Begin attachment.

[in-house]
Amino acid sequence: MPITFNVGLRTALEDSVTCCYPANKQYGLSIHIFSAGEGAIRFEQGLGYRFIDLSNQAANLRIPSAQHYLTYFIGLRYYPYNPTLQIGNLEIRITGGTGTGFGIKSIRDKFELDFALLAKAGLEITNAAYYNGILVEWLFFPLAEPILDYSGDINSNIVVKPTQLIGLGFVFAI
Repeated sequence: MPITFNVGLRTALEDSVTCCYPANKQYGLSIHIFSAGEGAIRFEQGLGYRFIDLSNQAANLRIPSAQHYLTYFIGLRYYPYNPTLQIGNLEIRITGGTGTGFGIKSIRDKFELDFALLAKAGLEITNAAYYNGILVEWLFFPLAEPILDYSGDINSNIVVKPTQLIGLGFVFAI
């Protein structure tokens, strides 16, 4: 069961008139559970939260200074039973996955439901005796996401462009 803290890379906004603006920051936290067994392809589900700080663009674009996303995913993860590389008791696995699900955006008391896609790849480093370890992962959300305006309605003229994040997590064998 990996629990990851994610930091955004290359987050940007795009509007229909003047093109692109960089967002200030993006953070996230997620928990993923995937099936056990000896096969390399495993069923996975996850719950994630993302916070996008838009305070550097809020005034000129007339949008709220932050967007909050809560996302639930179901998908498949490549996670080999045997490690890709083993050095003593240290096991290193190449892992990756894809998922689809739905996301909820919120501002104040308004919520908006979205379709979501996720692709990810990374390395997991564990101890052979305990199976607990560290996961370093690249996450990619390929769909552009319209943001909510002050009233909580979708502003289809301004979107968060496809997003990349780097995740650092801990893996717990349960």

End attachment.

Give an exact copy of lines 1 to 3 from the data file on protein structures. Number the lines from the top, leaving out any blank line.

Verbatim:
[in-house]
Amino acid sequence: MPITFNVGLRTALEDSVTCCYPANKQYGLSIHIFSAGEGAIRFEQGLGYRFIDLSNQAANLRIPSAQHYLTYFIGLRYYPYNPTLQIGNLEIRITGGTGTGFGIKSIRDKFELDFALLAKAGLEITNAAYYNGILVEWLFFPLAEPILDYSGDINSNIVVKPTQLIGLGFVFAI
Repeated sequence: MPITFNVGLRTALEDSVTCCYPANKQYGLSIHIFSAGEGAIRFEQGLGYRFIDLSNQAANLRIPSAQHYLTYFIGLRYYPYNPTLQIGNLEIRITGGTGTGFGIKSIRDKFELDFALLAKAGLEITNAAYYNGILVEWLFFPLAEPILDYSGDINSNIVVKPTQLIGLGFVFAI